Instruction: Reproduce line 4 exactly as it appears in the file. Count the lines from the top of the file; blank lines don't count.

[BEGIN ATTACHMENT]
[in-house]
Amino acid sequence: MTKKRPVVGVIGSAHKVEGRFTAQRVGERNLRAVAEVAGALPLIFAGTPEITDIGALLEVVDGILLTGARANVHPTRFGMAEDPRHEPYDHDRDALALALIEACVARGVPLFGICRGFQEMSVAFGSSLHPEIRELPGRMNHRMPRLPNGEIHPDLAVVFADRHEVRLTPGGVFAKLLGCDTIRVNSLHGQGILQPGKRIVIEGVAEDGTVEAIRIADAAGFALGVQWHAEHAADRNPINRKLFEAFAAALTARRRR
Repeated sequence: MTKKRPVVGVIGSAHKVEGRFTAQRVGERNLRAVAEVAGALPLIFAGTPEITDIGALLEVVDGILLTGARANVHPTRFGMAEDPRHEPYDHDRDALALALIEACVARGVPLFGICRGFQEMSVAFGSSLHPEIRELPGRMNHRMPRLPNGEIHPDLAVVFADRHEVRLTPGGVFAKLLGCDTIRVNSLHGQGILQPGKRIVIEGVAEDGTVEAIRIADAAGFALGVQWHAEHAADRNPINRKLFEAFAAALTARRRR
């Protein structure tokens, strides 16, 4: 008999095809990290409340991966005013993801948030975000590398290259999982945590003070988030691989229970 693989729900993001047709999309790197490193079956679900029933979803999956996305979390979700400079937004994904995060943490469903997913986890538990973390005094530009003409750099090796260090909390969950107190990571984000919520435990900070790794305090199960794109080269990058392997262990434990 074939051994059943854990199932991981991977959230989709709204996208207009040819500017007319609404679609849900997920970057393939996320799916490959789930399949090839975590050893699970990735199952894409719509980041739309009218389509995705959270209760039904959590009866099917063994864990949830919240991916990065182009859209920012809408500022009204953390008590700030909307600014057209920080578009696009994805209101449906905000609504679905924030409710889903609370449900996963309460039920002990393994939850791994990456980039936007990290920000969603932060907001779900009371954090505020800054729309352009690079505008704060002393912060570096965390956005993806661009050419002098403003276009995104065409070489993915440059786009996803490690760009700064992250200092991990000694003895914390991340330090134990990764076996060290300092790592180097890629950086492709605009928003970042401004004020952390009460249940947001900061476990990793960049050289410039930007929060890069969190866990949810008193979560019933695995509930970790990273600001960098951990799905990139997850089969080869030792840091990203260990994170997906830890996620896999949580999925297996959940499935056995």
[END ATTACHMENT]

């Protein structure tokens, strides 16, 4: 008999095809990290409340991966005013993801948030975000590398290259999982945590003070988030691989229970 693989729900993001047709999309790197490193079956679900029933979803999956996305979390979700400079937004994904995060943490469903997913986890538990973390005094530009003409750099090796260090909390969950107190990571984000919520435990900070790794305090199960794109080269990058392997262990434990 074939051994059943854990199932991981991977959230989709709204996208207009040819500017007319609404679609849900997920970057393939996320799916490959789930399949090839975590050893699970990735199952894409719509980041739309009218389509995705959270209760039904959590009866099917063994864990949830919240991916990065182009859209920012809408500022009204953390008590700030909307600014057209920080578009696009994805209101449906905000609504679905924030409710889903609370449900996963309460039920002990393994939850791994990456980039936007990290920000969603932060907001779900009371954090505020800054729309352009690079505008704060002393912060570096965390956005993806661009050419002098403003276009995104065409070489993915440059786009996803490690760009700064992250200092991990000694003895914390991340330090134990990764076996060290300092790592180097890629950086492709605009928003970042401004004020952390009460249940947001900061476990990793960049050289410039930007929060890069969190866990949810008193979560019933695995509930970790990273600001960098951990799905990139997850089969080869030792840091990203260990994170997906830890996620896999949580999925297996959940499935056995």